In January of this year, Plant Insulation Company, of Emeryville, California was ordered to pay more than $4.3 million to the families of three San Francisco Bay Area pipefitters who died of mesothelioma.
The awards go to the survivors of Concord, California resident William C. Hearn, former Sacramento County resident James Harris, and former Sebastopol resident George Wetch.
The verdict, handed down by the San Francisco Superior Court, found that Plant Insulation Company, a large industrial insulation distributor and contractor, continued to distribute asbestos-containing products even though company officials knew asbestos could cause illness and death.
According to testimony, Plant Insulation Company – which was ruled 59-percent liable for Hearn’s death – continued to sell off products containing asbestos (in boxes marked “asbestos-free”) in the 1970s, along with their stock of non-asbestos insulation products.
The jury ruled on the basis of product liability and negligence, following testimony by one former insulator who said this practice of mislabeling and selling off old stock continued well into the late 70s, or long after both health officials and the Environmental Protection Agency (EPA) recognized its dangers.
Asbestos fibers, inhaled, can lead to lesions in the lungs which cause mesothelioma, an invariably fatal cancer that can take up to five decades to manifest and commonly results in death.
In November of last year, Plant Insulation Company settled the case of Joseph Sandra. In September of last year, the company settled in the death of Douglas Vanden Broek. In July, the company also settled in the case of former San Francisco resident Warren Schiebold.
In 1989, the EPA issued a final rule banning most asbestos-containing products. This rule was overturned by the Fifth Circuit Court of Appeals in New Orleans in 1991. As a result of the Court’s decision, the following specific asbestos-containing products remain banned:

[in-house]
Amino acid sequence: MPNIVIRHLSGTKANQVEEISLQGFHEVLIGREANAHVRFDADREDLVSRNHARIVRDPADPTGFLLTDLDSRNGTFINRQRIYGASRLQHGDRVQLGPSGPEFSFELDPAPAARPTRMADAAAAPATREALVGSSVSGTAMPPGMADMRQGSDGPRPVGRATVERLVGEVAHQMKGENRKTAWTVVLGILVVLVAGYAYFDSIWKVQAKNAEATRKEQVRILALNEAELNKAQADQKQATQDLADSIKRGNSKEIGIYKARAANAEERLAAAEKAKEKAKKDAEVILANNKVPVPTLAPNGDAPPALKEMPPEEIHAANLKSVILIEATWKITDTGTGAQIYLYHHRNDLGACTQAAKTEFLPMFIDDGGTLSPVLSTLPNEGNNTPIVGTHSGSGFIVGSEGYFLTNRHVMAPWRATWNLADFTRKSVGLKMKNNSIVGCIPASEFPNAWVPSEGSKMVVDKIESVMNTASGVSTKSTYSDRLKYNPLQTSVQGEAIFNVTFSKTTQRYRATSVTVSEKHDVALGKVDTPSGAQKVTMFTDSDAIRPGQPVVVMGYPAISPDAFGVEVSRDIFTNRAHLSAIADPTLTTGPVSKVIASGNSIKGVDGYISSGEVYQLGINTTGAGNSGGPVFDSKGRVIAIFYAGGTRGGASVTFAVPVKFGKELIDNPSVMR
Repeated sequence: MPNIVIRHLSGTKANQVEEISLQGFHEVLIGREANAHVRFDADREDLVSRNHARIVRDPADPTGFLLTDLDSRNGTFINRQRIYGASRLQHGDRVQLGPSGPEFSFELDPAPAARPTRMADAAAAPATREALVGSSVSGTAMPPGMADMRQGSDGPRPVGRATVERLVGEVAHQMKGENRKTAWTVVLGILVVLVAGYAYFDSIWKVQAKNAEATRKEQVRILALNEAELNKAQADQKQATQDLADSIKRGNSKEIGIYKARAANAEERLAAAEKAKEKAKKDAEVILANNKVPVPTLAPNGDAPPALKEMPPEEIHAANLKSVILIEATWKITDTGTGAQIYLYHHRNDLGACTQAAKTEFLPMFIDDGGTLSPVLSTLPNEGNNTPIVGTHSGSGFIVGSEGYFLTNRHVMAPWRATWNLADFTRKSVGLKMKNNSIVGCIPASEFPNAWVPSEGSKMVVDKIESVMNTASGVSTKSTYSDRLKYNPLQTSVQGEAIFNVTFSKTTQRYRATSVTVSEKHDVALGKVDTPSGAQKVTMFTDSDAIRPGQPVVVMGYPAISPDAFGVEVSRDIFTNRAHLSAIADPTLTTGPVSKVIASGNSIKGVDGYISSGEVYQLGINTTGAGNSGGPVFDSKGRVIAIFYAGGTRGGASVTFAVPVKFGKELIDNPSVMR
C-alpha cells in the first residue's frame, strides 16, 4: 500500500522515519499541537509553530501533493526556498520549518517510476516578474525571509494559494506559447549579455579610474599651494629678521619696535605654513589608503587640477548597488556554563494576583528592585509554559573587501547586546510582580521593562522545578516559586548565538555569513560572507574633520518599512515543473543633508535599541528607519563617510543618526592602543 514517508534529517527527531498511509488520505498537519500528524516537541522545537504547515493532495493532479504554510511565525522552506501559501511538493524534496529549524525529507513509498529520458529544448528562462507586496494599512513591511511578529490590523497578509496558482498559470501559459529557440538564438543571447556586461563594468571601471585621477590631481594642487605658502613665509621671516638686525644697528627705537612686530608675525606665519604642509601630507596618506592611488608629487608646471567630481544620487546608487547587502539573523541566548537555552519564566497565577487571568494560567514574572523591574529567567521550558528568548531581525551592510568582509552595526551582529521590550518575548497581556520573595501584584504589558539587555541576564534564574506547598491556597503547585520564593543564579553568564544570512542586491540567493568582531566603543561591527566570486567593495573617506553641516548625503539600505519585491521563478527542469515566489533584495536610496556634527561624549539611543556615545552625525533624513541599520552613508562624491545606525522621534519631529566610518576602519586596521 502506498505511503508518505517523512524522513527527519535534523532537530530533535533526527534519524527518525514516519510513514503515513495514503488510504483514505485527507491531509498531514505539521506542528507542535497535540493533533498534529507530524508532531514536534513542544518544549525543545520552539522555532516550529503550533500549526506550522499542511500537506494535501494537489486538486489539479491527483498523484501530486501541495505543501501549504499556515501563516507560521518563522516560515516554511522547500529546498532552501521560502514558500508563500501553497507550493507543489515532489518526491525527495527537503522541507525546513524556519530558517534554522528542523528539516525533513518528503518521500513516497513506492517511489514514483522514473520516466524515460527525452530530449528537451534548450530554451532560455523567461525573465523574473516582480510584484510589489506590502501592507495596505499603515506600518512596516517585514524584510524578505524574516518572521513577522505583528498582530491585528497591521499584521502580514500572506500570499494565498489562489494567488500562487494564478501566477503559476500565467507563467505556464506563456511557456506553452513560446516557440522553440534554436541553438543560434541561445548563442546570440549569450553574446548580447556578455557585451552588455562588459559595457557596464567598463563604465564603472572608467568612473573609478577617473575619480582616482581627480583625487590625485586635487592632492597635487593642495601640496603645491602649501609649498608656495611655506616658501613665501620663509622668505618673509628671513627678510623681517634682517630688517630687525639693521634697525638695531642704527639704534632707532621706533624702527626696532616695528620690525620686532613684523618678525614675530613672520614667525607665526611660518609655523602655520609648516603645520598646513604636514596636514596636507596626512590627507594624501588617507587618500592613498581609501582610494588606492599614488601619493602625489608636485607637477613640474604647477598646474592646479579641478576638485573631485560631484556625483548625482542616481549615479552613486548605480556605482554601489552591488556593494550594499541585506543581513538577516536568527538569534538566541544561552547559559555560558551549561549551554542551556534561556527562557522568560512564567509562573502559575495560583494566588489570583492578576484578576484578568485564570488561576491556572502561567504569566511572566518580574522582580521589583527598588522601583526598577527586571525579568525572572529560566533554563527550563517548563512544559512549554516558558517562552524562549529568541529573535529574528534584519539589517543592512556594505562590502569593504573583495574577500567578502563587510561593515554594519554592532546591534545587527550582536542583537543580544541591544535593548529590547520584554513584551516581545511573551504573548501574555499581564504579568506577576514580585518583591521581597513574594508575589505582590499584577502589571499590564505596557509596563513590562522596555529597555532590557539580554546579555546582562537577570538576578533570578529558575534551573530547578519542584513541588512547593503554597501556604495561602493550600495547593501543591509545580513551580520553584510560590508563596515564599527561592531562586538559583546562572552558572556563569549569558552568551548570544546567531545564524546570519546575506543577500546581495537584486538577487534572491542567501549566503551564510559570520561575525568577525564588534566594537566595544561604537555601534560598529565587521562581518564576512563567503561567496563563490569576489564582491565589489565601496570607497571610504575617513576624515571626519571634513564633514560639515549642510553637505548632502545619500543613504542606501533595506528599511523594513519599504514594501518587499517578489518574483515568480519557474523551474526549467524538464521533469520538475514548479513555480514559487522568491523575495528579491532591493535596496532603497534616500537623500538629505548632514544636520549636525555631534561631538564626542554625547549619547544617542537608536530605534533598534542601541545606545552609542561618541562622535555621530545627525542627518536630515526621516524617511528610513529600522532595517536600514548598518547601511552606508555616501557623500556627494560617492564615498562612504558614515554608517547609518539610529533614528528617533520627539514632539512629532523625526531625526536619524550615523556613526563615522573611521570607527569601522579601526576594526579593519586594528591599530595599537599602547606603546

- flooring felt
- roll board
- corrugated, commercial, or specialty paper
- asbestos in products that have not historically contained asbestos
Remaining on the market are:
- Asbestos-cement corrugated sheet, asbestos-cement flat sheet, vinyl-asbestos floor tile, asbestos-cement shingle, and millboard
- Asbestos clothing
- Asbestos-cement pipe and pipeline wrap
- Automatic transmission components, clutch facings, friction materials, disc brake pads, drum brake linings, brake blocks, and gaskets
- Non-roofing coatings, roofing felt, and roof coatings.
The Ban Asbestos in America Act of 2007, S. 742, which has been making the circuit since 2003, never became law. Products containing asbestos are still manufactured and sold in the United States today, or shipped in from overseas by manufacturers of American origin who choose cheap, foreign labor over the health of United States’ citizens.
Asbestos is everywhere, in the buildings where we work and live, the schools our children attend, even the hospitals where we go to receive health care. Asbestos does not degrade with time, remaining a constant threat, and neither OSHA, the CDC, nor the American Cancer Society, has ever established minimum, safe levels of exposure.